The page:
Most of the agricultural commodity markets are characterised by a relatively high degree of volatility compared to other products. This is because agricultural output varies from period to period due to weather events and pest waves. In addition, food is a basic need for people and as such demand is relatively ‘inelastic’, i.e. people still have to eat and will buy their food at any given price, even if that means not buying other goods. The fact that markets cannot adjust quickly, allowing for volatility, stems from the fact that global or regional output is constrained in the short run: the number of farmers and cultivated land is constant and only over a long period of time can these be adjusted to tailor to demand.
With the above in mind, we can now consider several of the expected future drivers of food prices and volatility: climate change, stock levels, energy prices, currency movements, and increasing global demand.

Extreme weather events and climate change
The most frequent and significant factor causing volatility is unpredictable weather conditions and their impacts. Climate factors have indisputably contributed to the price rises in 2007/2008 and 2010. In addition, climate change is altering weather patterns, and is expected to severely diminish the agricultural yields in dry or low-latitude regions as well increase the frequency and intensity of extreme weather events such as droughts and floods. A Pakistani citizen explains: “At the moment, we can’t afford vegetables either apart from onions. Vegetables, in particular, have become more expensive: they’re not so plentiful any more because of the floods."
Climate change is a fairly systemic type of risk and as such classified as difficult to combat, but a systemic risk that is likely to increase in the next century and therefore an important factor to take into account while drafting policy recommendations.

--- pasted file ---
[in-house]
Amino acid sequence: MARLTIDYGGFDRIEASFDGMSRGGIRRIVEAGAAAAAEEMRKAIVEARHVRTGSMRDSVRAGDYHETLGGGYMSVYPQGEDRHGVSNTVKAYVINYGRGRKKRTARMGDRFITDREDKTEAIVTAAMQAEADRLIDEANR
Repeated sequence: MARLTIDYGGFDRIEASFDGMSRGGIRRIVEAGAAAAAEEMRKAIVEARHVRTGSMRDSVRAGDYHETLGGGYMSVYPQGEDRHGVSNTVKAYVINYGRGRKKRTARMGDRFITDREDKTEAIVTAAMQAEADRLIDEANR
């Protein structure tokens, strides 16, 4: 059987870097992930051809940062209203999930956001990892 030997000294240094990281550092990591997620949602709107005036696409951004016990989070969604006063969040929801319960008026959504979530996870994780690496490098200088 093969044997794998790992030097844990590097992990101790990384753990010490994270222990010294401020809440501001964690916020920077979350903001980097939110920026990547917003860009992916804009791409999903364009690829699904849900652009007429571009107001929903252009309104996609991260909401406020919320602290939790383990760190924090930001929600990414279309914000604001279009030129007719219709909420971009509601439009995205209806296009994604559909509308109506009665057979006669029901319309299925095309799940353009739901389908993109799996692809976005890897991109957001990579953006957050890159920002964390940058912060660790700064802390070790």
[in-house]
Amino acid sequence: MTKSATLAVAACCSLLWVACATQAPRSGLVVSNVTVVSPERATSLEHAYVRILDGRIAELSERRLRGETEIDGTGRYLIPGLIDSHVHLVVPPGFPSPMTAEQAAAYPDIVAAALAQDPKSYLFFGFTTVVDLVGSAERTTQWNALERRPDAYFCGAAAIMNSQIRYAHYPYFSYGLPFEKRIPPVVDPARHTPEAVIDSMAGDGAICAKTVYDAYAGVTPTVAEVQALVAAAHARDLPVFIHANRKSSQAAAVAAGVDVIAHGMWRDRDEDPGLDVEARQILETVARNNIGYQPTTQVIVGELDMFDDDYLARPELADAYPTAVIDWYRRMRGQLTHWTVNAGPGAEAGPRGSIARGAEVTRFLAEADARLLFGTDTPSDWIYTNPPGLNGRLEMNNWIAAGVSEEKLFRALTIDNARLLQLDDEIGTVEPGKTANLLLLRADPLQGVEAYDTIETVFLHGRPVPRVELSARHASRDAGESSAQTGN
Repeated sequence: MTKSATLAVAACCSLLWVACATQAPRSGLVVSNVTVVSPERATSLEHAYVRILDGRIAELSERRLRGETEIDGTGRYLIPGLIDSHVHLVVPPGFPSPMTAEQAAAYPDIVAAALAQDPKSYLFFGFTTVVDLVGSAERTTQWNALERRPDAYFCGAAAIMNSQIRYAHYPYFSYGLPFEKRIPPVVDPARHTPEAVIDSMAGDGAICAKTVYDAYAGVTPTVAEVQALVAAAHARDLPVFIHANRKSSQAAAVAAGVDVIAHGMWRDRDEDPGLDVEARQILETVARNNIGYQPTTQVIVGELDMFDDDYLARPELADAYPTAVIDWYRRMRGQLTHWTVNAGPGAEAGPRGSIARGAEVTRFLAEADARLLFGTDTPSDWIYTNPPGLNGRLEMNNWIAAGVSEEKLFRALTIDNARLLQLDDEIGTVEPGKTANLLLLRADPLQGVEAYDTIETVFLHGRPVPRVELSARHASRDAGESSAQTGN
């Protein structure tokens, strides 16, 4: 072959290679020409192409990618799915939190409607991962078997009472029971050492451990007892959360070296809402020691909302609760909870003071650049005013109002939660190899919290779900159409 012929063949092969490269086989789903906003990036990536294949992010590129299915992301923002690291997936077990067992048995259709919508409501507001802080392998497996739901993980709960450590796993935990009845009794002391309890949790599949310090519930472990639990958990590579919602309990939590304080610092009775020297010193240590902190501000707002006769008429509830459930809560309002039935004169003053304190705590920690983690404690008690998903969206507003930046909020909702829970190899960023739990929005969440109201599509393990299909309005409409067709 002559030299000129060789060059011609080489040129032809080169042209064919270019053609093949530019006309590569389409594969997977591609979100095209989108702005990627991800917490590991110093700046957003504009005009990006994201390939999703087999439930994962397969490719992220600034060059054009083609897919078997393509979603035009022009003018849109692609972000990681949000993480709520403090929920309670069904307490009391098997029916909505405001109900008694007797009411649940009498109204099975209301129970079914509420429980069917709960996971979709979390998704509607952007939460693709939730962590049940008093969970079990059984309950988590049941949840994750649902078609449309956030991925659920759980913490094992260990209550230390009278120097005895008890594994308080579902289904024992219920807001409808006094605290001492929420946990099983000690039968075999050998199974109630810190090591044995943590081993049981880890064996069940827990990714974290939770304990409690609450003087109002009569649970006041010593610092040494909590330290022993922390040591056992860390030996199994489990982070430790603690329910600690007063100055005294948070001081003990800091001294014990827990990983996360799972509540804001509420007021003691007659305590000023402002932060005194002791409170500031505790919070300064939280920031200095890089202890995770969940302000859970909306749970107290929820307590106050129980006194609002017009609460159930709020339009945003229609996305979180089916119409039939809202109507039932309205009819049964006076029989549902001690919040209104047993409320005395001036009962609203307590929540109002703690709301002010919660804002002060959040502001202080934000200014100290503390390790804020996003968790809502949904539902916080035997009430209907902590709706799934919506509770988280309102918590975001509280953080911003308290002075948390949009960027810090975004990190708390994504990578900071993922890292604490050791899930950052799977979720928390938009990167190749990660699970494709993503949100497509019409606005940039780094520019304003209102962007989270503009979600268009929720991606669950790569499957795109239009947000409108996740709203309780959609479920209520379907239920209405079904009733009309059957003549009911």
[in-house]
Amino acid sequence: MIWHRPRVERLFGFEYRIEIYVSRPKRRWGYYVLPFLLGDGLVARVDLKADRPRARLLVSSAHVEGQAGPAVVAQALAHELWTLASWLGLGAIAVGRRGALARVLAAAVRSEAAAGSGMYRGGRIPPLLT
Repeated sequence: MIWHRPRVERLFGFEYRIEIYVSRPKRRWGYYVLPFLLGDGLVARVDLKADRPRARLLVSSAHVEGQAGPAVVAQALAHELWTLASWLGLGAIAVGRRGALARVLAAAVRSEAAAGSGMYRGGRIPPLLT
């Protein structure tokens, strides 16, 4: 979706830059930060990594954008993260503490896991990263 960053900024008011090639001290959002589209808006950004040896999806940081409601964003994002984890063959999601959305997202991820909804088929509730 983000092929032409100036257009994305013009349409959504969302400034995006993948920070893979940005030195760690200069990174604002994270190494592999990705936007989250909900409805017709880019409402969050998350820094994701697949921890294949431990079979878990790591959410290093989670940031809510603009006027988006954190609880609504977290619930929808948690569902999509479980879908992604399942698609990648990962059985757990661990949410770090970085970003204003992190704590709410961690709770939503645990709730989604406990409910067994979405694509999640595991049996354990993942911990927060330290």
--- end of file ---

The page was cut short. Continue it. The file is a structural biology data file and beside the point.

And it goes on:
Stock levels
Stock levels have an important role in mitigating short term demand and supply discrepancies. Stocks can be drawn down in response to a supply or demand shock, but once they have been depleted, supply can no longer be increased until new production comes on board. However, when accessible stocks are low relative to use, as they currently are for coarse grains , price volatility may be high. Currently, many commodities experience an increasing trend in both production and consumption, but stocks remain relatively constant. A notable exception is rice, whose stocks have been growing in line with utilisation. This trend of rising stock levels is immediate apparent in the aforementioned example of rice being relatively stable compared to other commodities that did experience price increases.

Increasing global demand
A major driver of price volatility is increasing global demand. The inability of supply to keep pace with demand will lead to an upward pressure on commodity prices. The combination of globally rising per capita incomes and the increase in population of up to 9 billion by 2050, will likely increase food demand between 70 to 100%. A demand or supply shock in a situation where the supply-demand balance is already tight, can result in increased volatility around the upward trend, for the reasons explained above. Food demand will then become more inelastic such that larger price swings will be necessary to affect demand.

Energy prices
Finally, energy prices, linking to agriculture in the form of inputs such as fertiliser and transportation, for example, are transmitting price volatility from the energy markets to the agricultural markets. In addition, an increase in energy prices encourages the use and increases the attractiveness of biofuels. Biofuels directly compete with (cash) crop production for cultivable land, labour and other resources and as such diminishes the scope for food production and can as such affect food prices.

Domestic versus global markets
Although rising food prices in global markets represent a serious threat to vulnerable people in developing countries, it is domestic food price inflation and volatility that determine the poverty and food security impact of international food crises. The consequences of international food price volatility on food security can be very different both across and within countries depending on the degree of transmission of world food price hikes in domestic markets. Figure 3 depicts that the national price index for the developing regions did not drop as sharply as did the international prices after July 2008. Therefore, considering the drivers and possible mitigation options of food price volatility should take this distinction into account.